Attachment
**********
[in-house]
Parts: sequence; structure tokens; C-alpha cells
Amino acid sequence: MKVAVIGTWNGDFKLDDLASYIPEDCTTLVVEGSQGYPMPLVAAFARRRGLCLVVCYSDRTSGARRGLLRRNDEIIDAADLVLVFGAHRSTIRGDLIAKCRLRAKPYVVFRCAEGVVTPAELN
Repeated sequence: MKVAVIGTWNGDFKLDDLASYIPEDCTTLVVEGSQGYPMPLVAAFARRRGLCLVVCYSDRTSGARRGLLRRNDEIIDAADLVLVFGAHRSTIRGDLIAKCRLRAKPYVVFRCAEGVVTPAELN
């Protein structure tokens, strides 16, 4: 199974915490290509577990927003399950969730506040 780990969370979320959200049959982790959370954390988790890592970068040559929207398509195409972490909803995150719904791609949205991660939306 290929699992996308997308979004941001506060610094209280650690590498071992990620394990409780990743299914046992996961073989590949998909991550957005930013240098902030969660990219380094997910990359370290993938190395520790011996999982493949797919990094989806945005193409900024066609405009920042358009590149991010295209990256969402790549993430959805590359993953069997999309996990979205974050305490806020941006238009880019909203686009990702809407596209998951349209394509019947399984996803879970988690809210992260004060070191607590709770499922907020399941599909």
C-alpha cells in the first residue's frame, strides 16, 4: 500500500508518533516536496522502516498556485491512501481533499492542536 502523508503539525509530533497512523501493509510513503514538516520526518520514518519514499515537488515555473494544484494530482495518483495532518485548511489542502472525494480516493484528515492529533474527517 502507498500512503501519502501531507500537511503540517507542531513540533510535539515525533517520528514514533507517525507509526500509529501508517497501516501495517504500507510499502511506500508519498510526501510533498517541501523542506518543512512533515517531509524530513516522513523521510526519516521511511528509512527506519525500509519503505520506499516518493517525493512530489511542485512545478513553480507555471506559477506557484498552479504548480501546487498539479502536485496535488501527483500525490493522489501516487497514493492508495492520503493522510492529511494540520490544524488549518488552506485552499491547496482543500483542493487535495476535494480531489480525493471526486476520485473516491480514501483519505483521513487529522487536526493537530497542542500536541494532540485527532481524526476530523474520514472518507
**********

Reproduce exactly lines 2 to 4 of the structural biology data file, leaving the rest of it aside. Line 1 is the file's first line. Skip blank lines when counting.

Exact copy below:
Parts: sequence; structure tokens; C-alpha cells
Amino acid sequence: MKVAVIGTWNGDFKLDDLASYIPEDCTTLVVEGSQGYPMPLVAAFARRRGLCLVVCYSDRTSGARRGLLRRNDEIIDAADLVLVFGAHRSTIRGDLIAKCRLRAKPYVVFRCAEGVVTPAELN
Repeated sequence: MKVAVIGTWNGDFKLDDLASYIPEDCTTLVVEGSQGYPMPLVAAFARRRGLCLVVCYSDRTSGARRGLLRRNDEIIDAADLVLVFGAHRSTIRGDLIAKCRLRAKPYVVFRCAEGVVTPAELN